|Flounder caught on a DOA shrimp!|
The three species of flounder that can be caught in local waters have shown declines in their numbers via marine research. The southern, summer and Gulf flounder are now under new regulations in South Carolina designed to protect their stocks for the future of recreational fishing. The changes are designed to be a long-term fix to the issue of increased fishing pressure that is in direct correlation to the increase in saltwater fishing license sales. The legal length for keeping a flounder increases from 14-inches to 15-inches as of July 1, 2017.
In addition, the daily bag limit and the daily boat limit for keeping flounder have been reduced. Anglers can only claim 10 flounder per day now, down from the 15 flounder limit that was in place since 2007. The maximum daily boat limit is now set at 20 flounder per day, a limit which addresses fishing trips for larger parties or charters. The hope for flounder recovery relies on their own ability to reproduce, with the new regulations giving smaller fish a greater chance to reach spawning age.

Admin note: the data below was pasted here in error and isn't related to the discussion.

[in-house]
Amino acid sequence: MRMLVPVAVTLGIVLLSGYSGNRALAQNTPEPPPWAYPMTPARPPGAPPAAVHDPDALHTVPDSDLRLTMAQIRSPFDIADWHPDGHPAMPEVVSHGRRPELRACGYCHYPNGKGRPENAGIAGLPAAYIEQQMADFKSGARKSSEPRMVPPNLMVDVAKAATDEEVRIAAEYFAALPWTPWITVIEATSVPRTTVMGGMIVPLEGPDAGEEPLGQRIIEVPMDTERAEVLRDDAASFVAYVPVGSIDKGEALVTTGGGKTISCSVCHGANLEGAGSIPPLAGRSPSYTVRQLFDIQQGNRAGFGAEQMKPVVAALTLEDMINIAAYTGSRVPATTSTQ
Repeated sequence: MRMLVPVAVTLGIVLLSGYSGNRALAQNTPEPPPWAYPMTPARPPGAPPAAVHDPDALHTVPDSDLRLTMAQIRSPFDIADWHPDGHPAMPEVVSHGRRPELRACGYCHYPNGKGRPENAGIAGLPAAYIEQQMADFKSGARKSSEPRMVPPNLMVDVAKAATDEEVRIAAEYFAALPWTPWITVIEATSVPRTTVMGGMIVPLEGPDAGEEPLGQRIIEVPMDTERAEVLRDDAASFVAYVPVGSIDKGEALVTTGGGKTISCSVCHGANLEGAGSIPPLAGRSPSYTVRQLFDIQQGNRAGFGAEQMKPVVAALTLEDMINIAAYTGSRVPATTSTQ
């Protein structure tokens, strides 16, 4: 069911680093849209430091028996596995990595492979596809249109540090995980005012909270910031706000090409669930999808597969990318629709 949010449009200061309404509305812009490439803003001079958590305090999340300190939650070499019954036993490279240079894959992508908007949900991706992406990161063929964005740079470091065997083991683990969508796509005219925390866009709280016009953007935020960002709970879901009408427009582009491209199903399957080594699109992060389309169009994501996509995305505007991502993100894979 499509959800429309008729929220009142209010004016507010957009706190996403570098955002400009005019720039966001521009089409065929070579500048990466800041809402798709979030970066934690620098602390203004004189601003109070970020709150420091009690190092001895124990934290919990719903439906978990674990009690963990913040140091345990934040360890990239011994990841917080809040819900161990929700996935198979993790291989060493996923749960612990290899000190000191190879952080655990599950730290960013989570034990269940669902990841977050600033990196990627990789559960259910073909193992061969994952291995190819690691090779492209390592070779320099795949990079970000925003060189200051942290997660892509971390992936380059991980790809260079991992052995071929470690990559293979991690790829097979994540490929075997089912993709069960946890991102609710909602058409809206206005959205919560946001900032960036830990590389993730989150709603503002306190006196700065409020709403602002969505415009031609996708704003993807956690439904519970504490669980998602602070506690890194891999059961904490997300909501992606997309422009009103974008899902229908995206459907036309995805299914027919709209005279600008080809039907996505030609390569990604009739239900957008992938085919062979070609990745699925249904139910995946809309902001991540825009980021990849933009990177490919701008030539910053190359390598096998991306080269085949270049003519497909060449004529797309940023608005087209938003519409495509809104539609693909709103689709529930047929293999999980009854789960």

Judging the health of any specific stock of saltwater fish can be tricky, especially considering that flounder can swim from inshore to offshore, and they can migrate across state lines, exposing them to different regulations. However, the S.C. Department of Natural Resources has solid data sets for many species thanks to the dedication of the Marine Resources Division. Their trammel net surveys over the past twenty years in waters such as those of the ACE Basin reveal a decline in the catch and release of flounder. It would be hard to imagine a mixed bag of saltwater fish without any flounder among them. If the 2017 changes produce the desired effect, we can expect to see more flounder than ever, keeping this fishery sustainable and preserving part of our outdoor heritage.
To view the feature article in the newspaper click on Colletonian.
To view past blog entries about coastal flatfish click here.